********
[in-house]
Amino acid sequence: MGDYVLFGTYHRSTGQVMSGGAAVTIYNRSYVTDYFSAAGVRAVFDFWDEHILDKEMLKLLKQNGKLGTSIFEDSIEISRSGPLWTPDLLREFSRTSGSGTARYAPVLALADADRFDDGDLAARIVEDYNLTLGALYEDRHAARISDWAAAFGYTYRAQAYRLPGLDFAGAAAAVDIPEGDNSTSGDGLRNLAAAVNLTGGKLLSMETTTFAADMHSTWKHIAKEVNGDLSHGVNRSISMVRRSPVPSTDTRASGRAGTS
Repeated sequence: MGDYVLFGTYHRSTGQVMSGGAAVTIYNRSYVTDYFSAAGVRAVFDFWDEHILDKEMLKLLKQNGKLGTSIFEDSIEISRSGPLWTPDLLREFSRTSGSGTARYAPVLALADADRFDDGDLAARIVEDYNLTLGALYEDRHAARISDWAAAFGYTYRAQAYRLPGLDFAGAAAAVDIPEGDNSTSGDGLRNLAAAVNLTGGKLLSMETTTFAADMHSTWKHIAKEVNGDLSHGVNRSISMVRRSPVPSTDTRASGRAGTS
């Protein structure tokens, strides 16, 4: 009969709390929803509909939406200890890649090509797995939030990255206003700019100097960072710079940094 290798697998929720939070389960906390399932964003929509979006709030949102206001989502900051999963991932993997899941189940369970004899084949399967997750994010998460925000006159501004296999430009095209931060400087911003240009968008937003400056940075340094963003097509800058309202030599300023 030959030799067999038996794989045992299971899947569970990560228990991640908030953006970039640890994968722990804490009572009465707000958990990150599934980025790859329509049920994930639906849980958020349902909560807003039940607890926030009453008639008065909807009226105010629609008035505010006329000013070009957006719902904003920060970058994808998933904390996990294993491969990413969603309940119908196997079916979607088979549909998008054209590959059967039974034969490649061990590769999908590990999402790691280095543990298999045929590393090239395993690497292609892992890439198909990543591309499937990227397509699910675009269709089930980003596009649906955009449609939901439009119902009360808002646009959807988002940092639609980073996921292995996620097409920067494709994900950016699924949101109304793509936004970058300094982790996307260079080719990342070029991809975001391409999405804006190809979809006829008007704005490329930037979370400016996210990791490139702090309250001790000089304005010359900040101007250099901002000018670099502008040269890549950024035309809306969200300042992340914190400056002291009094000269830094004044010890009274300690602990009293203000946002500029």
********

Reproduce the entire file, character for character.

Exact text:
[in-house]
Amino acid sequence: MGDYVLFGTYHRSTGQVMSGGAAVTIYNRSYVTDYFSAAGVRAVFDFWDEHILDKEMLKLLKQNGKLGTSIFEDSIEISRSGPLWTPDLLREFSRTSGSGTARYAPVLALADADRFDDGDLAARIVEDYNLTLGALYEDRHAARISDWAAAFGYTYRAQAYRLPGLDFAGAAAAVDIPEGDNSTSGDGLRNLAAAVNLTGGKLLSMETTTFAADMHSTWKHIAKEVNGDLSHGVNRSISMVRRSPVPSTDTRASGRAGTS
Repeated sequence: MGDYVLFGTYHRSTGQVMSGGAAVTIYNRSYVTDYFSAAGVRAVFDFWDEHILDKEMLKLLKQNGKLGTSIFEDSIEISRSGPLWTPDLLREFSRTSGSGTARYAPVLALADADRFDDGDLAARIVEDYNLTLGALYEDRHAARISDWAAAFGYTYRAQAYRLPGLDFAGAAAAVDIPEGDNSTSGDGLRNLAAAVNLTGGKLLSMETTTFAADMHSTWKHIAKEVNGDLSHGVNRSISMVRRSPVPSTDTRASGRAGTS
């Protein structure tokens, strides 16, 4: 009969709390929803509909939406200890890649090509797995939030990255206003700019100097960072710079940094 290798697998929720939070389960906390399932964003929509979006709030949102206001989502900051999963991932993997899941189940369970004899084949399967997750994010998460925000006159501004296999430009095209931060400087911003240009968008937003400056940075340094963003097509800058309202030599300023 030959030799067999038996794989045992299971899947569970990560228990991640908030953006970039640890994968722990804490009572009465707000958990990150599934980025790859329509049920994930639906849980958020349902909560807003039940607890926030009453008639008065909807009226105010629609008035505010006329000013070009957006719902904003920060970058994808998933904390996990294993491969990413969603309940119908196997079916979607088979549909998008054209590959059967039974034969490649061990590769999908590990999402790691280095543990298999045929590393090239395993690497292609892992890439198909990543591309499937990227397509699910675009269709089930980003596009649906955009449609939901439009119902009360808002646009959807988002940092639609980073996921292995996620097409920067494709994900950016699924949101109304793509936004970058300094982790996307260079080719990342070029991809975001391409999405804006190809979809006829008007704005490329930037979370400016996210990791490139702090309250001790000089304005010359900040101007250099901002000018670099502008040269890549950024035309809306969200300042992340914190400056002291009094000269830094004044010890009274300690602990009293203000946002500029």